Last week, I composed a short tune I call “Catharsis.” It’s based on a sound I’ve always enjoyed–essentially a cycle of major chords, each of which is stacked with a major chord one whole step higher. I played the tune on an amazingly affordable ($600) Yamaha P-105 keyboard with good quality weighted keys–It has become one of my favorite instruments recently. Mixdown of the Fender jazz bass and a bit of percussion was done on Logic Pro X.
The first five notes of Margaritaville are well known. You know, da-da-da-DA-da . . . Farrell Morris was the marimba player who played those notes (and a lot of others) on the iconic recording sung by Jimmy Buffett. I had the opportunity to get to know Farrell, but it was because he was a sculptor as well as a Nashville musician. He and his wife Bobbe traveled to art fairs to sell his works, including the annual Shaw Art Fair on the street where I live (Flora Place). I met them both about 15 years ago, liked Farrell’s work and bought a sculpture (see photo).
I thought of Farrell today when moving his sculpture to another part of the house. I looked him up on Google and was sad to read that he had been battling cancer and died in 2012. The first time we met, he played a djembe we handed to him, and it was amazing to watch what he did with it. With merely two hands, he struck, stretched, tapped and palmed the skin of the drum to make amazing sounds–in fact, it sounded like multiple instruments. Beautiful rhythms of a veteran percussionist. He was truly a gentleman too. He loved life and loved art. He and his wife returned to STL several times. I spent quite a bit of time visiting with them between customers. They were a wonderful couple. I remember on their last trip here, maybe 12 years ago, Farrell was not playing music anymore because of arthritis that affected his hands. My assumption was that this must have been devastating, but he seemed to be taking things in stride. After all, he was already had a long successful career as a Nashville musician, with hundreds of recordings on his discography, including many musicians who were household names.
This has been my brief tribute to Farrell Morris. Maybe you’ll think of him too when you next hear the first few notes of Margaritaville.
This musician had some fun with an unsuspecting fast food worker. Delightful moment:
Does Terror Management Theory (TMT) push creativity to a head in later life. I recently ran across an article that suggests exactly this in Adult Personality Development: Volume 2: Applications, by Lawrence S. Wrightsman, Mar 15, 1994. Here’s the relevant excerpt:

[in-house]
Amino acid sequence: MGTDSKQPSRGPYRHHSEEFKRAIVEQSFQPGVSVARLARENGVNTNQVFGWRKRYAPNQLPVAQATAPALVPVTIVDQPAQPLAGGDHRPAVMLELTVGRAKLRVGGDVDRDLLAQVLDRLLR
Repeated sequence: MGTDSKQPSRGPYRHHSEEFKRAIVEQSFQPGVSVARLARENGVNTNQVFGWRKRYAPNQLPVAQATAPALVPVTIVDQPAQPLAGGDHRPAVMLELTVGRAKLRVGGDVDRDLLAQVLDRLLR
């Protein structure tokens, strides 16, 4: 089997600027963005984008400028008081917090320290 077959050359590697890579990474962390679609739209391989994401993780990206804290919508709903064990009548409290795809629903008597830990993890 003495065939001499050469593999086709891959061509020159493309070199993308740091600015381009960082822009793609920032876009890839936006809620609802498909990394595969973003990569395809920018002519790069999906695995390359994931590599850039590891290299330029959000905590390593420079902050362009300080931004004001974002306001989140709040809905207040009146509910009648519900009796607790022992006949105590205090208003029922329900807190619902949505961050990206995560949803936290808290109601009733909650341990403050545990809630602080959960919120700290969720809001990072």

Creativity can undergo a resurgence in the later years of life, and especially in life’s last years (Simonton, 1990, p. 630). Sometimes during the late 60s and 70s an increase in output appears (Simonton, 1988). This secondary peak In output may be a manifestation of an Eriksonian final-stage contemplation of death and review of one’s life accomplishments.
Does any empirical evidence exist for the existence of such a “swan song” phenomenon? Simonton (1989) examined 1,919 compositions by 172 classical music composers, assessed each of numerous aesthetic qualities, and determined how many years before the composers’ death the piece was composed. A clear pattern emerged:
As the composers approached their final years, when death was raising a fist to knock on the door, they began to produce compositions that are more brief, that have simpler and more restrained melodic lines, and yet that score high in aesthetic significance according to musicologists and that eventually become popular mainstays of the classical repertoire. It is as if when the composers see the end approaching fast on the horizon, warning that their last artistic temperaments dwell among their current works in progress, they put their utmost into every creation, yielding truly noteworthy products. (Simonton, 1990, p. 630).
For me, it’s always a challenge shooting in the dark without a flash. I had some good practice tonight at a local concert. Guitarist Dan Rubright, percussionist Ted Rubright and bass player Rick Vice comprise “Wire Pilots,” and they put on an excellent show featuring music composed by Dan Rubright. Dan’s music (all of it instrumental) is difficult to classify, but it tends to be centered around salient memorable melodies supported by complex chordal and percussive textures. A special guest for one song was violinist Daniel Schmidt, a 10th grade student at Grand Center Arts Academy. The location was the Kranzberg Arts Center Studio in St. Louis.
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While the drummers played their Afro-Cuban magic at the World’s Fair Pavilion (my previous post), this is the joy I felt (though I’m too self-conscious to dance when others are watching, damn it). The father of this little boy named Evan gave me permission to capture these moments.